This article was originally published by Psychology Today.
Peter Drucker once remarked, “Leadership is lifting a person’s vision to higher sights.”
For leaders to set the vision, communicate it, and help people buy into that vision, they first need to be perceived as trustworthy. Every time a leader speaks, formally or informally, he or she has the opportunity to build trust or erode it.
Chances are, you’ve heard a leader speak and thought to yourself, “I’m not buying it.” And hopefully, you’ve experienced the opposite – a leader who compels you to listen, engage, and do your best work.
But do you know what the second leader is doing that’s fundamentally different from the first leader? Do you know how to communicate in a way that sets people’s visions to higher sights?
“What does this guy know about what we’re dealing with every day?”
“She has no clue what she’s talking about.”
“He’s trying to sell us something, and I’m not buying it.”
If you’ve ever sat in the audience and listened to a speaker whom you didn’t trust, chances are you felt defensive, dismissive, or even insulted. You probably rolled your eyes, crossed your arms, bounced your leg and sent a range of body language signals that you weren’t having it. You likely tuned him out—and even walked out of the meeting early. And if you really felt like your trust was violated, you might have even told other people. Lots of other people.
Of course, it might not have been in a conference hall or meeting room. It might have been on television the last time you heard a politician or elected official speak about their policy flip-flop, or at the car dealership listening to the salesman pitch you on why you need the latest (and the most expensive) model, with the bells and whistles you couldn’t possibly live without.
Now imagine that speaker were you. (I know, I know—impossible to imagine, but stick with me here for a moment). Imagine that you’re at your company’s town hall, sitting on a panel, at a critical client meeting, speaking at a conference, or even appearing at your kid’s career day at school. What if you looked out at the sea of colleagues, peers, bosses, potential and actual customers—or children—and saw them shaking their heads, crossing their arms, and figuring out the nearest means of escape? You realized—too late—that they just didn’t trust you.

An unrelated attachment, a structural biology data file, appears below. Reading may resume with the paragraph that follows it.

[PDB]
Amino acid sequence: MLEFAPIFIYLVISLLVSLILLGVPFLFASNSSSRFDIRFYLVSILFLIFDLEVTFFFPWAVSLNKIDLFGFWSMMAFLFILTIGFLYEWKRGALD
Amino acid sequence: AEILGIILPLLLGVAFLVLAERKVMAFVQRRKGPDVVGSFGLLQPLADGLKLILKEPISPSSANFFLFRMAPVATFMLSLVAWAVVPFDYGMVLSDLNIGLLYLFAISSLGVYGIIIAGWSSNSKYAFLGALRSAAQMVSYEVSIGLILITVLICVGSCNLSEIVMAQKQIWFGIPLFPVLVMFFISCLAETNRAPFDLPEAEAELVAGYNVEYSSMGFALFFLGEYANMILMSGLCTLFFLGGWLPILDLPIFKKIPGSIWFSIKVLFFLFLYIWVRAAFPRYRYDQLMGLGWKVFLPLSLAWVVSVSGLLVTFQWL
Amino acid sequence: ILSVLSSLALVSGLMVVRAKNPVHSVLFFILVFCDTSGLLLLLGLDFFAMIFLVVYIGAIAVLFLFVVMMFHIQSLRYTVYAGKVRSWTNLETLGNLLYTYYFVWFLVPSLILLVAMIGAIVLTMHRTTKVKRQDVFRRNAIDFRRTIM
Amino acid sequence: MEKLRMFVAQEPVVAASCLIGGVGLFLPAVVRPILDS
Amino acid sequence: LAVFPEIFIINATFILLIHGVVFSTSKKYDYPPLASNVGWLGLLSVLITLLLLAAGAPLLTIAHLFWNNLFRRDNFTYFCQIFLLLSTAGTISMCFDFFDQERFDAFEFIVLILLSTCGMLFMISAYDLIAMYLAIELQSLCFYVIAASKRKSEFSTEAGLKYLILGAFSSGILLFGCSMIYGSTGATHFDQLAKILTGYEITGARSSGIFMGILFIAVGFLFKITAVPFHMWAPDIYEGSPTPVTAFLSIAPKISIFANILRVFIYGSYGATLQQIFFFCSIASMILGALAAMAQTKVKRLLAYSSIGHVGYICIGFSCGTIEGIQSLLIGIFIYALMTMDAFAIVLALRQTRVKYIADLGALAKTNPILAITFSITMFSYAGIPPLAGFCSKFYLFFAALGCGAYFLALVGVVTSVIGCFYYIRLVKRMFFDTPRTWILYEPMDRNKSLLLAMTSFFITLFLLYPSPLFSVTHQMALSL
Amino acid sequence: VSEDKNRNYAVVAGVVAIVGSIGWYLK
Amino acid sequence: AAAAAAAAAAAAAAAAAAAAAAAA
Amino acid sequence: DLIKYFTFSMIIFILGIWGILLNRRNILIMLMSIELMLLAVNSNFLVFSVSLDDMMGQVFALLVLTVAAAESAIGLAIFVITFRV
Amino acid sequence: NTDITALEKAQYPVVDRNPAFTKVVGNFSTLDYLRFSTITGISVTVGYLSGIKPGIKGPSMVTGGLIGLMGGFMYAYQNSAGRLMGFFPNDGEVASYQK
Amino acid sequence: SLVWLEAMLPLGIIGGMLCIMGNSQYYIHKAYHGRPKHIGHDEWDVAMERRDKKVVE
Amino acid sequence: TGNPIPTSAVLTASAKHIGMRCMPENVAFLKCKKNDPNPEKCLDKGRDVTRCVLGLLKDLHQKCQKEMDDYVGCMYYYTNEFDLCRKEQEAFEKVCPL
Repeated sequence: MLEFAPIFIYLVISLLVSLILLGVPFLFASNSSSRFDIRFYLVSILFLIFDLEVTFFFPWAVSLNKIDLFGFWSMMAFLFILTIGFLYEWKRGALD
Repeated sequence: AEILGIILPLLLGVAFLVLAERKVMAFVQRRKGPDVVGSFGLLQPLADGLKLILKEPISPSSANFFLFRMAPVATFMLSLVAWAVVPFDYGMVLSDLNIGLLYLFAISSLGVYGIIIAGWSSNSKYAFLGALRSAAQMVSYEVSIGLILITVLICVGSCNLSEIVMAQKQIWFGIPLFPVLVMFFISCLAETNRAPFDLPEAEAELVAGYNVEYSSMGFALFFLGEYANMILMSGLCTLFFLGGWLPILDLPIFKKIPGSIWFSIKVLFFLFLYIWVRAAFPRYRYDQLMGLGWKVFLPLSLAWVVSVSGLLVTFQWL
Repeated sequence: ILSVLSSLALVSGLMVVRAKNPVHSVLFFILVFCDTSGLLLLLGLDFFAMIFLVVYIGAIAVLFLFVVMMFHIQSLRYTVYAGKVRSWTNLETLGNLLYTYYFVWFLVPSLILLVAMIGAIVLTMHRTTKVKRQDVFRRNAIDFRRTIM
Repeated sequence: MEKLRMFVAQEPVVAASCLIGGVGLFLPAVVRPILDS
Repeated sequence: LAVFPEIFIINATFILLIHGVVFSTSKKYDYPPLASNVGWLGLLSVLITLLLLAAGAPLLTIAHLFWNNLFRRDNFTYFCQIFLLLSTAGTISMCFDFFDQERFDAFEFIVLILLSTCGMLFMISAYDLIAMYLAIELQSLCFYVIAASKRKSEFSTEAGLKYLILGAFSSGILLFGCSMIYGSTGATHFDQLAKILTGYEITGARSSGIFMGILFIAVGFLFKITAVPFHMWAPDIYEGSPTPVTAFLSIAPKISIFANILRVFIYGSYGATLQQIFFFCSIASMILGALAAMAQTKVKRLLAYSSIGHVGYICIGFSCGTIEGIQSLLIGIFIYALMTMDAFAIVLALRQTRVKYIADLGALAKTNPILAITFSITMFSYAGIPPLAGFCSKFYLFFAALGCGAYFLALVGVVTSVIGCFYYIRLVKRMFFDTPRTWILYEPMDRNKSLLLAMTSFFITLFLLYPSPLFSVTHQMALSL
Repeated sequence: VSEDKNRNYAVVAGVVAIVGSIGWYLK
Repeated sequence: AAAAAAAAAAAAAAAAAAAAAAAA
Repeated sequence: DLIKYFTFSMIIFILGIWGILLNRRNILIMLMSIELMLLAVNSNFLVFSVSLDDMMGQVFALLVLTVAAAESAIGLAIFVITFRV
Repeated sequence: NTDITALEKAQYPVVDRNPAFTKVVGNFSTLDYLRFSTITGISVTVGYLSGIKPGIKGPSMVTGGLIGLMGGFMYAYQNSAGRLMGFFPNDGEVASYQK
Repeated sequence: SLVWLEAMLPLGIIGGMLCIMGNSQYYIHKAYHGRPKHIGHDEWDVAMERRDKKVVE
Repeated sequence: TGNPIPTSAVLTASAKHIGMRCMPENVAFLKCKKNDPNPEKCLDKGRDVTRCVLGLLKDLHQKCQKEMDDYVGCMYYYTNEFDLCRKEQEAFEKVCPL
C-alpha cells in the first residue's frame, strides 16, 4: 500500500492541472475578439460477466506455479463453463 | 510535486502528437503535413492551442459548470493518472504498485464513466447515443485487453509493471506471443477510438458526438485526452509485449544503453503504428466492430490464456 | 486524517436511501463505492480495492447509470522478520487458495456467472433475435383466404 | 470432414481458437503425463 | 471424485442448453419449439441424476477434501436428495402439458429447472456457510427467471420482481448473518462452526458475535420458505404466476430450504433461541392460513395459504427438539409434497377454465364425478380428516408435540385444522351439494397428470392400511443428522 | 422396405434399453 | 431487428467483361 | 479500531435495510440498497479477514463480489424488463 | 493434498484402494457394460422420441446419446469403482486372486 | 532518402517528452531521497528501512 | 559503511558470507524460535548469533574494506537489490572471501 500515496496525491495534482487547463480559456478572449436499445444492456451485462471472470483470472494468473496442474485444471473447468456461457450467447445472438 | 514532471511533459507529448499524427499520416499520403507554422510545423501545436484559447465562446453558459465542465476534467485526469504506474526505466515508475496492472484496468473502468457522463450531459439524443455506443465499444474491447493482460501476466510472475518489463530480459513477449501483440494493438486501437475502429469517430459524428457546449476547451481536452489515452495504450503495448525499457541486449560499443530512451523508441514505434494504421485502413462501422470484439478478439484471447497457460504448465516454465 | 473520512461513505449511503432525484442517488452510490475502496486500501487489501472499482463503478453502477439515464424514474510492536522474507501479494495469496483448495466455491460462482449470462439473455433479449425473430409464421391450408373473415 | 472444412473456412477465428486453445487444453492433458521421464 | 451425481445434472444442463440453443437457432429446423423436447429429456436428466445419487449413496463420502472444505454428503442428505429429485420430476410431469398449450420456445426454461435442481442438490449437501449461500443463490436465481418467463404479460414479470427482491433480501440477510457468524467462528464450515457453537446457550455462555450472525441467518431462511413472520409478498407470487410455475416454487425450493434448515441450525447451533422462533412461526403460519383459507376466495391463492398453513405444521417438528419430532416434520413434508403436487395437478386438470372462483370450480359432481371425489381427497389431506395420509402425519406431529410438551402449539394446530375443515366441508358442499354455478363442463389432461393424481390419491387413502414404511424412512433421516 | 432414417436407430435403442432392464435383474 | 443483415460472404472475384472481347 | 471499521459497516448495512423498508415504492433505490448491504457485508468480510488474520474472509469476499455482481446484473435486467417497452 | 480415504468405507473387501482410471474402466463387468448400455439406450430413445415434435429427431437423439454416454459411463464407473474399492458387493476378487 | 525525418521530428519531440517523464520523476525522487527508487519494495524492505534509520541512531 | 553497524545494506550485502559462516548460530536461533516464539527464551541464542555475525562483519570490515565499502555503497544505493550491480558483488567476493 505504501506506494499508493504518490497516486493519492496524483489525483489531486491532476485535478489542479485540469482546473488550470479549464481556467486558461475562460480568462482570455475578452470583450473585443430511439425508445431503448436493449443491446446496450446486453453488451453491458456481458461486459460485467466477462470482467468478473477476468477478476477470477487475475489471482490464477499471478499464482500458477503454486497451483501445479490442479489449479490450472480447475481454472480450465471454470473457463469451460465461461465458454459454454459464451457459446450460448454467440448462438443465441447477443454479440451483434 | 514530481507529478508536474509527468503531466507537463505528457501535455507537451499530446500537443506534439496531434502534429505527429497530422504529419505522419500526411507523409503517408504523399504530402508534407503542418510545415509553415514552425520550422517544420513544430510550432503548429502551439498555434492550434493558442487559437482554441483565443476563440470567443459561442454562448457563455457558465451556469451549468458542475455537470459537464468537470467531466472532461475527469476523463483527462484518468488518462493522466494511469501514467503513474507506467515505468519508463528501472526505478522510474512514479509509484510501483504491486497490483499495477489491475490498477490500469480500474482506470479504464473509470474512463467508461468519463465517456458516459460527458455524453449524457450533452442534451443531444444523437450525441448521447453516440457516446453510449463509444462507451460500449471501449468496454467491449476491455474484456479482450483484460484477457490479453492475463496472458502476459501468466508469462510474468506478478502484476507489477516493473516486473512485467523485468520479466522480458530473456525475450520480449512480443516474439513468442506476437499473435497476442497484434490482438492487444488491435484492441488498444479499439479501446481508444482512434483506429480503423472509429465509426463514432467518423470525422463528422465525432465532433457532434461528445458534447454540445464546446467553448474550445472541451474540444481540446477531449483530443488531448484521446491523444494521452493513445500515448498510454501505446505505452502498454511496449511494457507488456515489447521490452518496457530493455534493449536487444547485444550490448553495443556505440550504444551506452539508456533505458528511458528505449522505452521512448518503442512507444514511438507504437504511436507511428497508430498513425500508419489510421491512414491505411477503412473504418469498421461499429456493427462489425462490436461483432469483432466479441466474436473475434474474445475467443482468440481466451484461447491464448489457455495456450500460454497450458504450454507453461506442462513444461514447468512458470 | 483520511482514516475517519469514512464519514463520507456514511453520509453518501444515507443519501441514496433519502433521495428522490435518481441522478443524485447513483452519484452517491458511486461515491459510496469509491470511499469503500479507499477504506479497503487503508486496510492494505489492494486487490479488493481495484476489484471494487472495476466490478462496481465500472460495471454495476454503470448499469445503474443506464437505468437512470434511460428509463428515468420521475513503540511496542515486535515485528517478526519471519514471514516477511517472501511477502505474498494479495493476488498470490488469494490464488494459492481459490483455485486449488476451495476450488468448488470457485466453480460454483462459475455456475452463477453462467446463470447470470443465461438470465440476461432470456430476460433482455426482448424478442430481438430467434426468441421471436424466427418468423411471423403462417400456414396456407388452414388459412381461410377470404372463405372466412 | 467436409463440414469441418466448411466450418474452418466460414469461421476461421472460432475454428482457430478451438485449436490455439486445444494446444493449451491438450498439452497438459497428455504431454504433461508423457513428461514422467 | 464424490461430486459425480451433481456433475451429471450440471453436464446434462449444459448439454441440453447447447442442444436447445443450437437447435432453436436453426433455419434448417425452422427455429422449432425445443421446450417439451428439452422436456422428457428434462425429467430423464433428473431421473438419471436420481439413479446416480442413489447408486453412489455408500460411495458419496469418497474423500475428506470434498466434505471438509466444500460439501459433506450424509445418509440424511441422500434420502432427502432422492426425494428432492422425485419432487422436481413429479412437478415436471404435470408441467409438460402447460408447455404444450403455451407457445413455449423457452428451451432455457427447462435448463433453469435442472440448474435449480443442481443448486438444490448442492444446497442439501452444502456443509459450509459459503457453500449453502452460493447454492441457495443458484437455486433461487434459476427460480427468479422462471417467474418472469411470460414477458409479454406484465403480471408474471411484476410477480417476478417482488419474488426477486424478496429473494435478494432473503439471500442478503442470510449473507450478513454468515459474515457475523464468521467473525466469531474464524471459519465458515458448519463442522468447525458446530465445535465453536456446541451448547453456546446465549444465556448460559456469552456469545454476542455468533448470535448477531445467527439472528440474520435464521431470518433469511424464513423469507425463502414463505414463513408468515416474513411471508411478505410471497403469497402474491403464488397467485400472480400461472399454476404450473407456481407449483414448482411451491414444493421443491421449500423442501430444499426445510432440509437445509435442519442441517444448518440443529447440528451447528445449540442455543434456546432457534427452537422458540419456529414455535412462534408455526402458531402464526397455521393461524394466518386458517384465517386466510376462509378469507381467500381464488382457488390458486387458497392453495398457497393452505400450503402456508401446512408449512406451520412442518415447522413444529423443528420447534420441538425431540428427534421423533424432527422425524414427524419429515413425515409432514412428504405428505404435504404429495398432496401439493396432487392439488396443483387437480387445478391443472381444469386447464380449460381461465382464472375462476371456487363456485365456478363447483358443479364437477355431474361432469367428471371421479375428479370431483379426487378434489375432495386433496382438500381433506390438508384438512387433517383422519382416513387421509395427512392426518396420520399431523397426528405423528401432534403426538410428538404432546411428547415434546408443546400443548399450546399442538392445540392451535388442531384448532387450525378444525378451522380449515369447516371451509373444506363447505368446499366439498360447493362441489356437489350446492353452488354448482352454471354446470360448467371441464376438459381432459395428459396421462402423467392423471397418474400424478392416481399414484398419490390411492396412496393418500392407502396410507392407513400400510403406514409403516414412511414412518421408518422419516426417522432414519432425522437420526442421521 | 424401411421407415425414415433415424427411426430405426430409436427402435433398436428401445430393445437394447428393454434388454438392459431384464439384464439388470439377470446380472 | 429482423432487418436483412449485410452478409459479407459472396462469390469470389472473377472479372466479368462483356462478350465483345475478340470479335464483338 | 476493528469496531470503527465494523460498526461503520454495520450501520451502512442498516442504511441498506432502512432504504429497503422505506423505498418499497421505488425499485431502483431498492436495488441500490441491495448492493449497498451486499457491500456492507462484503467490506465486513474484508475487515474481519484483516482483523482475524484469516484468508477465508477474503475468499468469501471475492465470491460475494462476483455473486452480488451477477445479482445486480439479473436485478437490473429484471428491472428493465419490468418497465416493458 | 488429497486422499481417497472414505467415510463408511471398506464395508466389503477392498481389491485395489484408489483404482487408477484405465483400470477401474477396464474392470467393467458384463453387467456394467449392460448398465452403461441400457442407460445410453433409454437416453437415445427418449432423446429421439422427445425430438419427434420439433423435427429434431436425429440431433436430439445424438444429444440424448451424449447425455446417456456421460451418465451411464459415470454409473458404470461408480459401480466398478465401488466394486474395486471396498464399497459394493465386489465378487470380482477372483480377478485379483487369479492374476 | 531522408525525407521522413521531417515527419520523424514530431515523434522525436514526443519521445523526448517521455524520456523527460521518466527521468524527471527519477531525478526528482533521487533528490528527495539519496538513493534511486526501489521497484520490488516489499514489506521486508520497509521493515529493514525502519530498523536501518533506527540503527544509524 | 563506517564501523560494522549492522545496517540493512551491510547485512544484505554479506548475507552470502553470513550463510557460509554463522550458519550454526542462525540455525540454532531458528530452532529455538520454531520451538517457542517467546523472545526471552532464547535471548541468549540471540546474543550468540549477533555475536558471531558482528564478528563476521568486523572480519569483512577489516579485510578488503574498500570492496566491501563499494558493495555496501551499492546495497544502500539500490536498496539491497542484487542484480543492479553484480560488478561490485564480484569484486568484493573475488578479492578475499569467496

(OK, you can stop imagining now).
What you just pictured isn’t just a practical matter of speaking and hearing the truth. There’s a biological process that’s happening behind those scenes that impact trust. In his Harvard Business Review article, “The Neuroscience of Trust” Paul Zak reports that a release of oxytocin (the same hormone that gets released when a mother nurses her baby) causes feelings of trust. Oxytocin also “increases a person’s empathy, a useful trait for social creatures trying to work together” and in communicating with one another successfully. A lack of trust creates feelings of stress, which inhibits oxytocin, and makes it challenging for people to interact well. Without oxytocin, there’s no bonding. And where there’s no bonding, you’ve left your listeners behind.
As Warren Buffet once remarked, “It takes 20 years to build a reputation and five minutes to ruin it.” And that five minutes could be the speech you make that undermines your professional or personal credibility. The bad news is, it doesn’t take multiple violations of trust for there be significant reputational costs. The good news is, it isn’t complicated to deliver a presentation that develops trust with your listeners for short- and long-term beneficial impact.
- Share their credentials without over-sharing (boasting) or minimizing them.
- Address the audience’s WIIFM (“What’s In It For Me?”) early and often.
- Tell the truth, even if it’s unpopular.
- Validate the audience members’ feelings, rather than telling them how they should feel.
- Admit when the audience’s interests and their own might be in conflict.
- Consider the level of technical, language, cultural or subject-matter understanding of the audience, and adapts accordingly.
- Match their tone to the message and the occasion.
- Make sure their vocals (tone of voice), verbals (word choice), and non-verbals (body language) match.
- Use facts, statistics, logic, evidence and examples to prove their points.
- Share how their own behaviors align with the message they’re delivering.
- Check in with the audience to see what they understand and/or how they’re experiencing the message.
- Tell true stories that get to the point quickly and clearly.
- Admit mistakes and apologize quickly, if necessary.
- Stick to the amount of time they were supposed to speak, even if other presenters have gone long.
- Practice their presentation out of respect for the audience’s time and attention.
- Say “Trust me” or “Believe me” repeatedly.
- Talk about themselves too much.
- Use humor at the expense of others.
- Rely primarily on their own or other people’s opinions as evidence.
- Use questionable sources of data or research.
- Exaggerate and use hyperbole (including words like “always,” “never,” and “everyone”).
- Overreach the boundaries of their subject matter expertise.
- Withhold information to gain or maintain power.
- Blame others.
- Overpromise and underdeliver.
- Break promises.
- Keep bringing up the past as an excuse or explanation.
- Get angry in the face of challenging questions or differing opinions.
- Fail to say, “I don’t know” when they don’t know.
- Stick to their conclusions even in the face of new, relevant information.
Albert Einstein said, “Whoever is careless with the truth in small matters cannot be trusted with important matters.” Your next presentation might be a small matter, but it’s a big opportunity to show that you can be trusted with important ones.